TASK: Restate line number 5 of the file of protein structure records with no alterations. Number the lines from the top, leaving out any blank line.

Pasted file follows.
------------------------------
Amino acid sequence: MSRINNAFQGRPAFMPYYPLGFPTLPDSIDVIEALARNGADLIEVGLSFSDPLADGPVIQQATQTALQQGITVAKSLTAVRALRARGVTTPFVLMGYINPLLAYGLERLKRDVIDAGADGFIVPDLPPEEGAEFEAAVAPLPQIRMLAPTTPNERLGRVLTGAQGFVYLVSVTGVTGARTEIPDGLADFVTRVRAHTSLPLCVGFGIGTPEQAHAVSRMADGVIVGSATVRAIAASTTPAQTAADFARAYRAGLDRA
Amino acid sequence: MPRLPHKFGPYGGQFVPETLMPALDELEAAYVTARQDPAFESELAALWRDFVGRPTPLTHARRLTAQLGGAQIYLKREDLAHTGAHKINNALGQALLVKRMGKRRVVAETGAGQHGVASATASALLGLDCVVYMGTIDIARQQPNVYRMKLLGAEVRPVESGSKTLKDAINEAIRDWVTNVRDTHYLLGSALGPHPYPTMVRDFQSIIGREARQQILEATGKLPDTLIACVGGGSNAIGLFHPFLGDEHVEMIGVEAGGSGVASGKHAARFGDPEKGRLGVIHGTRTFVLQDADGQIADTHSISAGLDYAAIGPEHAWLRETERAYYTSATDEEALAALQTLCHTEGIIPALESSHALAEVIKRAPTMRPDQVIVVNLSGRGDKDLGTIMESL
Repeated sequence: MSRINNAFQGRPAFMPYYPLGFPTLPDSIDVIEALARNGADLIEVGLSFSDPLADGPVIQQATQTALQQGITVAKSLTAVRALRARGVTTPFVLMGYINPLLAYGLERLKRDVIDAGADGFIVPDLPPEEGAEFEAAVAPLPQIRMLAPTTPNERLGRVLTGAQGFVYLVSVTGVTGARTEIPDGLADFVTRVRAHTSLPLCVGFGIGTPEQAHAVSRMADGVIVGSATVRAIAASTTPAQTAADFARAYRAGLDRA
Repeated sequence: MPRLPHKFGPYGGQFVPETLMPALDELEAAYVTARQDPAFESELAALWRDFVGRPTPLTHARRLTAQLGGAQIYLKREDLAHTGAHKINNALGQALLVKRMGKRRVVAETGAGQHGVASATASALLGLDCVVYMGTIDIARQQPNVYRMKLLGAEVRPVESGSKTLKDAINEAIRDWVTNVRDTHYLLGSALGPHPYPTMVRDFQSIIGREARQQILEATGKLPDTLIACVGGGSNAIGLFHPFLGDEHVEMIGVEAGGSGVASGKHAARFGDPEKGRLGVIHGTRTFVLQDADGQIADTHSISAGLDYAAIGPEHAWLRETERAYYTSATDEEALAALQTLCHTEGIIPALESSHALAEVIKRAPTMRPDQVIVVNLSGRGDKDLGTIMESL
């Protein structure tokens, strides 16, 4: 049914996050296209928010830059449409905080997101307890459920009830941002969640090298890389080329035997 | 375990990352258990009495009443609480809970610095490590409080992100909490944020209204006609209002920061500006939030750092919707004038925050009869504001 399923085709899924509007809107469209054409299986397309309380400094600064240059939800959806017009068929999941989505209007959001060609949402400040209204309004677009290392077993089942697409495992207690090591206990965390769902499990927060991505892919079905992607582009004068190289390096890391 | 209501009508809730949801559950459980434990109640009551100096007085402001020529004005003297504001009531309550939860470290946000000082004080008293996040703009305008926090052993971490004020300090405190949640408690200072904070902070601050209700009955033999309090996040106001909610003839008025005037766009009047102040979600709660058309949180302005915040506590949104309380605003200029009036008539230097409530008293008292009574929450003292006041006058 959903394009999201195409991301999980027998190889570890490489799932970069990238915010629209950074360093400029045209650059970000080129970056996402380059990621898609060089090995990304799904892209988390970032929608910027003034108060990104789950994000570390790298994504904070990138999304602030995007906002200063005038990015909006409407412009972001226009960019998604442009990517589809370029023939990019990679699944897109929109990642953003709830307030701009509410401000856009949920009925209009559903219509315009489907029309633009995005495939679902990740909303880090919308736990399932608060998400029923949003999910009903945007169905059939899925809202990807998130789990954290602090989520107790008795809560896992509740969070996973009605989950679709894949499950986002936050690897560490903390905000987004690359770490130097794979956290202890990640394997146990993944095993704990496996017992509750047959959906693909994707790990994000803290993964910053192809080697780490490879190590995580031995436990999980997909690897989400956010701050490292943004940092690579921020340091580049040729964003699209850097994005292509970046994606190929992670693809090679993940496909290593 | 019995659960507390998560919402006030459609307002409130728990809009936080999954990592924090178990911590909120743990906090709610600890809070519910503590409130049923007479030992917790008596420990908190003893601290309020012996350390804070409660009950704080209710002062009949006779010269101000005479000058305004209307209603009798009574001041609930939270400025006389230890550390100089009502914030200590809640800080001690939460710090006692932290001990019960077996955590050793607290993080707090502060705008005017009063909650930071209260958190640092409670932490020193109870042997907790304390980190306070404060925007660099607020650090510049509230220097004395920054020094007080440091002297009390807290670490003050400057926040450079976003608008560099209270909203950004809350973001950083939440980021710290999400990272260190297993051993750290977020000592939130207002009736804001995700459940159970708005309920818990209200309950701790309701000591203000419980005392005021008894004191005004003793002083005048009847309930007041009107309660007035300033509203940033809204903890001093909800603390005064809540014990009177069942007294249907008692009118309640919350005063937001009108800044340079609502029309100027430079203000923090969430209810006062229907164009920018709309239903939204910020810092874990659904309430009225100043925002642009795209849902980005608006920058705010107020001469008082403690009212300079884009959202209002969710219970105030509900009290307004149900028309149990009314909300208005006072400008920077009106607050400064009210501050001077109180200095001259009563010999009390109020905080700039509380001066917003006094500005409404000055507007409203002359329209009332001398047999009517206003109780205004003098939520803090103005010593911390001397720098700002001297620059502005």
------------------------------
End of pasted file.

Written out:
């Protein structure tokens, strides 16, 4: 049914996050296209928010830059449409905080997101307890459920009830941002969640090298890389080329035997 | 375990990352258990009495009443609480809970610095490590409080992100909490944020209204006609209002920061500006939030750092919707004038925050009869504001 399923085709899924509007809107469209054409299986397309309380400094600064240059939800959806017009068929999941989505209007959001060609949402400040209204309004677009290392077993089942697409495992207690090591206990965390769902499990927060991505892919079905992607582009004068190289390096890391 | 209501009508809730949801559950459980434990109640009551100096007085402001020529004005003297504001009531309550939860470290946000000082004080008293996040703009305008926090052993971490004020300090405190949640408690200072904070902070601050209700009955033999309090996040106001909610003839008025005037766009009047102040979600709660058309949180302005915040506590949104309380605003200029009036008539230097409530008293008292009574929450003292006041006058 959903394009999201195409991301999980027998190889570890490489799932970069990238915010629209950074360093400029045209650059970000080129970056996402380059990621898609060089090995990304799904892209988390970032929608910027003034108060990104789950994000570390790298994504904070990138999304602030995007906002200063005038990015909006409407412009972001226009960019998604442009990517589809370029023939990019990679699944897109929109990642953003709830307030701009509410401000856009949920009925209009559903219509315009489907029309633009995005495939679902990740909303880090919308736990399932608060998400029923949003999910009903945007169905059939899925809202990807998130789990954290602090989520107790008795809560896992509740969070996973009605989950679709894949499950986002936050690897560490903390905000987004690359770490130097794979956290202890990640394997146990993944095993704990496996017992509750047959959906693909994707790990994000803290993964910053192809080697780490490879190590995580031995436990999980997909690897989400956010701050490292943004940092690579921020340091580049040729964003699209850097994005292509970046994606190929992670693809090679993940496909290593 | 019995659960507390998560919402006030459609307002409130728990809009936080999954990592924090178990911590909120743990906090709610600890809070519910503590409130049923007479030992917790008596420990908190003893601290309020012996350390804070409660009950704080209710002062009949006779010269101000005479000058305004209307209603009798009574001041609930939270400025006389230890550390100089009502914030200590809640800080001690939460710090006692932290001990019960077996955590050793607290993080707090502060705008005017009063909650930071209260958190640092409670932490020193109870042997907790304390980190306070404060925007660099607020650090510049509230220097004395920054020094007080440091002297009390807290670490003050400057926040450079976003608008560099209270909203950004809350973001950083939440980021710290999400990272260190297993051993750290977020000592939130207002009736804001995700459940159970708005309920818990209200309950701790309701000591203000419980005392005021008894004191005004003793002083005048009847309930007041009107309660007035300033509203940033809204903890001093909800603390005064809540014990009177069942007294249907008692009118309640919350005063937001009108800044340079609502029309100027430079203000923090969430209810006062229907164009920018709309239903939204910020810092874990659904309430009225100043925002642009795209849902980005608006920058705010107020001469008082403690009212300079884009959202209002969710219970105030509900009290307004149900028309149990009314909300208005006072400008920077009106607050400064009210501050001077109180200095001259009563010999009390109020905080700039509380001066917003006094500005409404000055507007409203002359329209009332001398047999009517206003109780205004003098939520803090103005010593911390001397720098700002001297620059502005």